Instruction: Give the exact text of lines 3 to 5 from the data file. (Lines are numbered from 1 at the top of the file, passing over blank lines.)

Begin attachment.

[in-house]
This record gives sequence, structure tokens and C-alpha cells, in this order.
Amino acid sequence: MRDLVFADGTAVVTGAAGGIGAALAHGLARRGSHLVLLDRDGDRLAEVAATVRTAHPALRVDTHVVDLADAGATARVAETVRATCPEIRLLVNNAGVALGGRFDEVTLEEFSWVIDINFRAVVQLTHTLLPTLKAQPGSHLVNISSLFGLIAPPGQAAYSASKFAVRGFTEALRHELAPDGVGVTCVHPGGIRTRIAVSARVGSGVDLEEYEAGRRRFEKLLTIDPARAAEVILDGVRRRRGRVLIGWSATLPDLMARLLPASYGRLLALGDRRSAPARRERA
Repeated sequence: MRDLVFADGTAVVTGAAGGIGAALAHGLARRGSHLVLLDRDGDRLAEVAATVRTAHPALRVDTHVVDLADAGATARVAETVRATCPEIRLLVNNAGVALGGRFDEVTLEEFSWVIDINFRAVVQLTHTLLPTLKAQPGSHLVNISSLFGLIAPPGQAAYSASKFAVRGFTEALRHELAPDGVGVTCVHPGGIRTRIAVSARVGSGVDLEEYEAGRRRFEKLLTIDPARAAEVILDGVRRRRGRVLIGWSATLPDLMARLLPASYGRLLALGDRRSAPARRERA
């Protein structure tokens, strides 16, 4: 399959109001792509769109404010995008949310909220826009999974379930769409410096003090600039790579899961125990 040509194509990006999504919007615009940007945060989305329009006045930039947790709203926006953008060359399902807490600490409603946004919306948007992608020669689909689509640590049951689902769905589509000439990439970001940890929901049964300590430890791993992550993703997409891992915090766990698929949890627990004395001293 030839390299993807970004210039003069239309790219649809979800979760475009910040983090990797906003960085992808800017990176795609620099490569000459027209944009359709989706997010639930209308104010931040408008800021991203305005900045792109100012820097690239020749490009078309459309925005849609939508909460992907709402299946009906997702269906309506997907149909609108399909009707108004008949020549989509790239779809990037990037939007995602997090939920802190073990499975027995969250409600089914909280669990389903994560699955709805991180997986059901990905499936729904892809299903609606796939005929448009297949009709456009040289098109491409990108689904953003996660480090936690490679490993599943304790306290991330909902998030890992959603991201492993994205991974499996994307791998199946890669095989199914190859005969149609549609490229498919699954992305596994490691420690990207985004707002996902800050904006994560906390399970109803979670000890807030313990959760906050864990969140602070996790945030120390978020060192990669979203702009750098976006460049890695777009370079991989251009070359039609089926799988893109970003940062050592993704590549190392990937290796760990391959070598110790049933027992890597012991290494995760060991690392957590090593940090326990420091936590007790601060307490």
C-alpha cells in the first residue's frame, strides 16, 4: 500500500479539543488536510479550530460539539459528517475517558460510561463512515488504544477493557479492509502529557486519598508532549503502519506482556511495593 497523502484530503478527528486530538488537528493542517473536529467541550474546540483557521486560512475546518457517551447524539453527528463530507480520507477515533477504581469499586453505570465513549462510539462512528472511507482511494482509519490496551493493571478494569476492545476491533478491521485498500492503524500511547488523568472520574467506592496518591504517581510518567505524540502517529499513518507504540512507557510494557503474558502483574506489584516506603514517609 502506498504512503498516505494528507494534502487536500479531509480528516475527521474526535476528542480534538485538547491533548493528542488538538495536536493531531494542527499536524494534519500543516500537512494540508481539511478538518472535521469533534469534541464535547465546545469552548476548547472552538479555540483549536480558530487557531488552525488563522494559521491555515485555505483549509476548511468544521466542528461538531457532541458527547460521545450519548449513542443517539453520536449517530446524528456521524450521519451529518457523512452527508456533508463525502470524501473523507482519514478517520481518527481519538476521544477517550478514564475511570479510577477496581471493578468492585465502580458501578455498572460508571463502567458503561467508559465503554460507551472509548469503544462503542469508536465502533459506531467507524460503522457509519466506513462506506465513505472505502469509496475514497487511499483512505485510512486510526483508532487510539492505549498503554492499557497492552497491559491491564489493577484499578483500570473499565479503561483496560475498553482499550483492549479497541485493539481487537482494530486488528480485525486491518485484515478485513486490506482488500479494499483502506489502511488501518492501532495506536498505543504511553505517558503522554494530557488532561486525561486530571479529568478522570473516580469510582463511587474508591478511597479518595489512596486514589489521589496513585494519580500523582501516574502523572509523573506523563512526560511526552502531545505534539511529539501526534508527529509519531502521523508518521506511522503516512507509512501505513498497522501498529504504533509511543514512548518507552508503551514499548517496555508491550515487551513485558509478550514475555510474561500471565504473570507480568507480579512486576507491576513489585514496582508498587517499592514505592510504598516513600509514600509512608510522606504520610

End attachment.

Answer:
Amino acid sequence: MRDLVFADGTAVVTGAAGGIGAALAHGLARRGSHLVLLDRDGDRLAEVAATVRTAHPALRVDTHVVDLADAGATARVAETVRATCPEIRLLVNNAGVALGGRFDEVTLEEFSWVIDINFRAVVQLTHTLLPTLKAQPGSHLVNISSLFGLIAPPGQAAYSASKFAVRGFTEALRHELAPDGVGVTCVHPGGIRTRIAVSARVGSGVDLEEYEAGRRRFEKLLTIDPARAAEVILDGVRRRRGRVLIGWSATLPDLMARLLPASYGRLLALGDRRSAPARRERA
Repeated sequence: MRDLVFADGTAVVTGAAGGIGAALAHGLARRGSHLVLLDRDGDRLAEVAATVRTAHPALRVDTHVVDLADAGATARVAETVRATCPEIRLLVNNAGVALGGRFDEVTLEEFSWVIDINFRAVVQLTHTLLPTLKAQPGSHLVNISSLFGLIAPPGQAAYSASKFAVRGFTEALRHELAPDGVGVTCVHPGGIRTRIAVSARVGSGVDLEEYEAGRRRFEKLLTIDPARAAEVILDGVRRRRGRVLIGWSATLPDLMARLLPASYGRLLALGDRRSAPARRERA
């Protein structure tokens, strides 16, 4: 399959109001792509769109404010995008949310909220826009999974379930769409410096003090600039790579899961125990 040509194509990006999504919007615009940007945060989305329009006045930039947790709203926006953008060359399902807490600490409603946004919306948007992608020669689909689509640590049951689902769905589509000439990439970001940890929901049964300590430890791993992550993703997409891992915090766990698929949890627990004395001293 030839390299993807970004210039003069239309790219649809979800979760475009910040983090990797906003960085992808800017990176795609620099490569000459027209944009359709989706997010639930209308104010931040408008800021991203305005900045792109100012820097690239020749490009078309459309925005849609939508909460992907709402299946009906997702269906309506997907149909609108399909009707108004008949020549989509790239779809990037990037939007995602997090939920802190073990499975027995969250409600089914909280669990389903994560699955709805991180997986059901990905499936729904892809299903609606796939005929448009297949009709456009040289098109491409990108689904953003996660480090936690490679490993599943304790306290991330909902998030890992959603991201492993994205991974499996994307791998199946890669095989199914190859005969149609549609490229498919699954992305596994490691420690990207985004707002996902800050904006994560906390399970109803979670000890807030313990959760906050864990969140602070996790945030120390978020060192990669979203702009750098976006460049890695777009370079991989251009070359039609089926799988893109970003940062050592993704590549190392990937290796760990391959070598110790049933027992890597012991290494995760060991690392957590090593940090326990420091936590007790601060307490």